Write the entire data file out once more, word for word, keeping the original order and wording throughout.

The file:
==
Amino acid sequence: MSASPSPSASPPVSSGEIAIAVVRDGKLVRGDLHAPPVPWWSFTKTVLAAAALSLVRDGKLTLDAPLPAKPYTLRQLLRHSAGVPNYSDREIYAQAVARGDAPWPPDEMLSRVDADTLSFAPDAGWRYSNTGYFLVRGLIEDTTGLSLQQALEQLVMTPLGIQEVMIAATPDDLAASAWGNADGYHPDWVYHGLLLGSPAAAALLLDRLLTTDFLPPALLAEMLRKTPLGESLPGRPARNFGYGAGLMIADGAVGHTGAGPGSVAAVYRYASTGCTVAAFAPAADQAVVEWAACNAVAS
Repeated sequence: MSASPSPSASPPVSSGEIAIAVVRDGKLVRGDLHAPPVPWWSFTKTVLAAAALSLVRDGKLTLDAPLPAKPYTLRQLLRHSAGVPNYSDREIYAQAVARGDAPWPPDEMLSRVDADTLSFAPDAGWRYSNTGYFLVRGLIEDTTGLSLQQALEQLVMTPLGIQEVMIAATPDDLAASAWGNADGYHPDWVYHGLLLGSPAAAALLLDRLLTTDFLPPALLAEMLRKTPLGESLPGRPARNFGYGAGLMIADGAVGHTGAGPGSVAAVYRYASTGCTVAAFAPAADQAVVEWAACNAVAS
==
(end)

Amino acid sequence: MSASPSPSASPPVSSGEIAIAVVRDGKLVRGDLHAPPVPWWSFTKTVLAAAALSLVRDGKLTLDAPLPAKPYTLRQLLRHSAGVPNYSDREIYAQAVARGDAPWPPDEMLSRVDADTLSFAPDAGWRYSNTGYFLVRGLIEDTTGLSLQQALEQLVMTPLGIQEVMIAATPDDLAASAWGNADGYHPDWVYHGLLLGSPAAAALLLDRLLTTDFLPPALLAEMLRKTPLGESLPGRPARNFGYGAGLMIADGAVGHTGAGPGSVAAVYRYASTGCTVAAFAPAADQAVVEWAACNAVAS
Repeated sequence: MSASPSPSASPPVSSGEIAIAVVRDGKLVRGDLHAPPVPWWSFTKTVLAAAALSLVRDGKLTLDAPLPAKPYTLRQLLRHSAGVPNYSDREIYAQAVARGDAPWPPDEMLSRVDADTLSFAPDAGWRYSNTGYFLVRGLIEDTTGLSLQQALEQLVMTPLGIQEVMIAATPDDLAASAWGNADGYHPDWVYHGLLLGSPAAAALLLDRLLTTDFLPPALLAEMLRKTPLGESLPGRPARNFGYGAGLMIADGAVGHTGAGPGSVAAVYRYASTGCTVAAFAPAADQAVVEWAACNAVAS